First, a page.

The Proapproach

Having explored the various sources that form the bases on which to build therapeutic stories in the last chapter, the next question becomes, "How do you structure those ideas into a metaphor and present it to the child?" Fortunately, the process is not difficult: just three simple steps with which, by now, I hope you are already familiar. Each story in Part Two is preceded by a heading, "Therapeutic Characteristics," detailing the Problems the story addresses, the Resources it seeks to develop, and the Outcomes it offers. I refer to this as the PRO-Approach (the acronym for Problems, Resources, and Outcomes) and find it a pragmatic basis for building metaphors as well as for maintaining focus on the therapeutic outcome.

It is very easy at times to get caught up in the problem-focused story of the child or child's parent. Their story, as yet, has no resolution—as evidenced by the fact that they are sitting in our office discussing it. Let us take the example of a mother who brings a teenage daughter to therapy. The mother tells how the daughter is anorexic, taking drugs, mixing with undesirable peers, fighting with family members, and failing to study. She has slashed her wrists, overdosed on her mother's antide-pressants, announced she is sleeping with her boyfriend (who has not won parental approval), and said she doesn't care if she gets pregnant. Her parents have tried everything, nothing has worked . . . and this teenager sits with her arms folded staring you in the eyes with a you-ain't-gonna-make-a-difference-either look.

Where do you begin? And what is the problem—the conduct issues as described by the parent, or the curtailment of independence as seen by the teenager? Even if it is possible to have a clear, em-pathic understanding of the problem—though perhaps that is an important starting place—is this necessarily going to provide the mechanisms to effect change? For this reason it is therapeutically beneficial to have a clear understanding of the outcome. Where does the client want to go? How might the client want life to be happier? What does this teenager want for herself and her relationship with her parents?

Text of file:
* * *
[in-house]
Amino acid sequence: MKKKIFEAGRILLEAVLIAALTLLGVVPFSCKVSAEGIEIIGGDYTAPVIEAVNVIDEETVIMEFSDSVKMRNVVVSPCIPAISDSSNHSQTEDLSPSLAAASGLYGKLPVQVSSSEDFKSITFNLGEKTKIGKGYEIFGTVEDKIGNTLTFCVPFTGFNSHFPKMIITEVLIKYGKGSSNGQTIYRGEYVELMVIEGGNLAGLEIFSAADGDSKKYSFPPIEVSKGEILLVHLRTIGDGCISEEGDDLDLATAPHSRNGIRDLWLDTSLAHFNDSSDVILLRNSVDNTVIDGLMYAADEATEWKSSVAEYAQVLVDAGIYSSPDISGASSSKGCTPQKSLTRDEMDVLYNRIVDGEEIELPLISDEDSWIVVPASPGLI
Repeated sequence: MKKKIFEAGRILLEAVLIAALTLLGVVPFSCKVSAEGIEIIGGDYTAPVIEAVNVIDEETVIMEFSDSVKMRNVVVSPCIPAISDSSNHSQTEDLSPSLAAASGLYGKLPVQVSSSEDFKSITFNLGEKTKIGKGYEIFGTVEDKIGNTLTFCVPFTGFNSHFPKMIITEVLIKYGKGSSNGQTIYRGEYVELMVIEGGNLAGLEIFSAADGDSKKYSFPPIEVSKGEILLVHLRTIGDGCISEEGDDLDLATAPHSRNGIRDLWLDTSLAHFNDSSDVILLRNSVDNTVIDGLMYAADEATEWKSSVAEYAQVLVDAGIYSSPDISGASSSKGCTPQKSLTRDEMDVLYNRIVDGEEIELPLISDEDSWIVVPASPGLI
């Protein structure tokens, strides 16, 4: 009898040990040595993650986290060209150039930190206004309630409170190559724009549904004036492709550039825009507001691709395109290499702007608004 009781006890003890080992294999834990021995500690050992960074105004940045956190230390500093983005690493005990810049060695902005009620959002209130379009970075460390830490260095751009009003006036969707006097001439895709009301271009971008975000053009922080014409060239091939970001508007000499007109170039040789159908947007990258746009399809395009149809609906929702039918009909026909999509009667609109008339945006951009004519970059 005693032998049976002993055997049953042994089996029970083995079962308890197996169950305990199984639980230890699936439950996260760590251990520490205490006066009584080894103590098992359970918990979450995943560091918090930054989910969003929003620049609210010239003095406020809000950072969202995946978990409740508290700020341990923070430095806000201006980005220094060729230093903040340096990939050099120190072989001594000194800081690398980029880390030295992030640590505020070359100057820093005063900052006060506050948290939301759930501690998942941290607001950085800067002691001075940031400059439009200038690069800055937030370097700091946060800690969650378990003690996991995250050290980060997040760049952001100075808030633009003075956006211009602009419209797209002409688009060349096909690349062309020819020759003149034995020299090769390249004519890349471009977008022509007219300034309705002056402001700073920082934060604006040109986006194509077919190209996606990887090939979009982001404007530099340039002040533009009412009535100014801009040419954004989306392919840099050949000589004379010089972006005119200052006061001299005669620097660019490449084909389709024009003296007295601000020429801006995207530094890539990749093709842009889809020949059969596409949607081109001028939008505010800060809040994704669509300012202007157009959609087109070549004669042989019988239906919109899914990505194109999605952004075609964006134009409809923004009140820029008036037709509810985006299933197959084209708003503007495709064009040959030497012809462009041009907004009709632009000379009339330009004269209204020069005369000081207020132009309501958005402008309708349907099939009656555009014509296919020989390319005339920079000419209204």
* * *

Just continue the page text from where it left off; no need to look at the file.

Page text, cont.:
Having defined the outcome, it is easier to ask the question about what resources, abilities, or means your child or adolescent—and, consequently, the character of the metaphor—needs to reach the desired outcome. Focusing on the outcome puts you in a better position to structure a healing metaphor than if you were caught up in the client's story of seemingly endless problems. In the rest of this chapter I explore how to undertake an outcome-oriented assessment, plan your metaphor, present it to the child or adolescent, adapt it to the client's responses, and generalize the outcome into real life.

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